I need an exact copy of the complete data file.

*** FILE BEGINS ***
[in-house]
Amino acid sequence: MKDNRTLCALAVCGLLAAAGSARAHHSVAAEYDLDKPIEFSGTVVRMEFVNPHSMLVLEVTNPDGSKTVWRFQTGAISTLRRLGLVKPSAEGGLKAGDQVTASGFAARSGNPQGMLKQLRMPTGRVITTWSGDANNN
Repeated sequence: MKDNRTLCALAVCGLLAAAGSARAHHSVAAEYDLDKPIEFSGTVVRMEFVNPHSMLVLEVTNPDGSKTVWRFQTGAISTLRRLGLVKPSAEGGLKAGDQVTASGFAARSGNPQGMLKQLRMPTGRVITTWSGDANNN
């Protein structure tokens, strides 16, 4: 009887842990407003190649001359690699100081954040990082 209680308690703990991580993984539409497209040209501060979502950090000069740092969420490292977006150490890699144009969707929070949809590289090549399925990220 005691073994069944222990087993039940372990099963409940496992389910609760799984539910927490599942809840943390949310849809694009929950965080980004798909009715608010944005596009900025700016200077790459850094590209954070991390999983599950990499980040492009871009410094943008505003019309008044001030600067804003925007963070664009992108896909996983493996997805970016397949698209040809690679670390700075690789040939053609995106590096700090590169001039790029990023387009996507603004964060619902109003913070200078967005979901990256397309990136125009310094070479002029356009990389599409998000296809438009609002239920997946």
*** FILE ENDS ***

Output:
[in-house]
Amino acid sequence: MKDNRTLCALAVCGLLAAAGSARAHHSVAAEYDLDKPIEFSGTVVRMEFVNPHSMLVLEVTNPDGSKTVWRFQTGAISTLRRLGLVKPSAEGGLKAGDQVTASGFAARSGNPQGMLKQLRMPTGRVITTWSGDANNN
Repeated sequence: MKDNRTLCALAVCGLLAAAGSARAHHSVAAEYDLDKPIEFSGTVVRMEFVNPHSMLVLEVTNPDGSKTVWRFQTGAISTLRRLGLVKPSAEGGLKAGDQVTASGFAARSGNPQGMLKQLRMPTGRVITTWSGDANNN
């Protein structure tokens, strides 16, 4: 009887842990407003190649001359690699100081954040990082 209680308690703990991580993984539409497209040209501060979502950090000069740092969420490292977006150490890699144009969707929070949809590289090549399925990220 005691073994069944222990087993039940372990099963409940496992389910609760799984539910927490599942809840943390949310849809694009929950965080980004798909009715608010944005596009900025700016200077790459850094590209954070991390999983599950990499980040492009871009410094943008505003019309008044001030600067804003925007963070664009992108896909996983493996997805970016397949698209040809690679670390700075690789040939053609995106590096700090590169001039790029990023387009996507603004964060619902109003913070200078967005979901990256397309990136125009310094070479002029356009990389599409998000296809438009609002239920997946």